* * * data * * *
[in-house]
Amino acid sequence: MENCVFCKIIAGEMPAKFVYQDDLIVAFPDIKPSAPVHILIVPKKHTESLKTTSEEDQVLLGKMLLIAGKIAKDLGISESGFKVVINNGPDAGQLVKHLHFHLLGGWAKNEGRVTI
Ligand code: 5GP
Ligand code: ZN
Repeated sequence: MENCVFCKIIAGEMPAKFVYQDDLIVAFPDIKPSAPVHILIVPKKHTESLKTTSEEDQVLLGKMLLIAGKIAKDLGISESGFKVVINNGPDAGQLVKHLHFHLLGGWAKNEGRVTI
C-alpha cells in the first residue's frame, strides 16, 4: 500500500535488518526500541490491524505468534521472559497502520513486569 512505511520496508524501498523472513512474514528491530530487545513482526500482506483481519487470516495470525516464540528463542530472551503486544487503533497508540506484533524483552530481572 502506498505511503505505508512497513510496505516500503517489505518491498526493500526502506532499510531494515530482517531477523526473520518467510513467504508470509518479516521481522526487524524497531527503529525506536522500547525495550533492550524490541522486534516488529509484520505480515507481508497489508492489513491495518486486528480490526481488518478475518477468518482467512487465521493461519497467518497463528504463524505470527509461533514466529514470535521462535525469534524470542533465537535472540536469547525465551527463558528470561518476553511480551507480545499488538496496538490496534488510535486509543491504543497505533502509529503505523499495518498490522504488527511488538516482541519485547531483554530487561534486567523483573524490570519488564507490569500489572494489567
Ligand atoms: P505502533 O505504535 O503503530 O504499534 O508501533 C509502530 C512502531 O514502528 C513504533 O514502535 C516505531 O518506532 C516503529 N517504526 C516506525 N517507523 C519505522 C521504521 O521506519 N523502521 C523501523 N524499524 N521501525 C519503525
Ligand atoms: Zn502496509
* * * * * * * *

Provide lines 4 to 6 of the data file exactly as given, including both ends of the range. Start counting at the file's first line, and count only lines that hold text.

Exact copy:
Ligand code: ZN
Repeated sequence: MENCVFCKIIAGEMPAKFVYQDDLIVAFPDIKPSAPVHILIVPKKHTESLKTTSEEDQVLLGKMLLIAGKIAKDLGISESGFKVVINNGPDAGQLVKHLHFHLLGGWAKNEGRVTI
C-alpha cells in the first residue's frame, strides 16, 4: 500500500535488518526500541490491524505468534521472559497502520513486569 512505511520496508524501498523472513512474514528491530530487545513482526500482506483481519487470516495470525516464540528463542530472551503486544487503533497508540506484533524483552530481572 502506498505511503505505508512497513510496505516500503517489505518491498526493500526502506532499510531494515530482517531477523526473520518467510513467504508470509518479516521481522526487524524497531527503529525506536522500547525495550533492550524490541522486534516488529509484520505480515507481508497489508492489513491495518486486528480490526481488518478475518477468518482467512487465521493461519497467518497463528504463524505470527509461533514466529514470535521462535525469534524470542533465537535472540536469547525465551527463558528470561518476553511480551507480545499488538496496538490496534488510535486509543491504543497505533502509529503505523499495518498490522504488527511488538516482541519485547531483554530487561534486567523483573524490570519488564507490569500489572494489567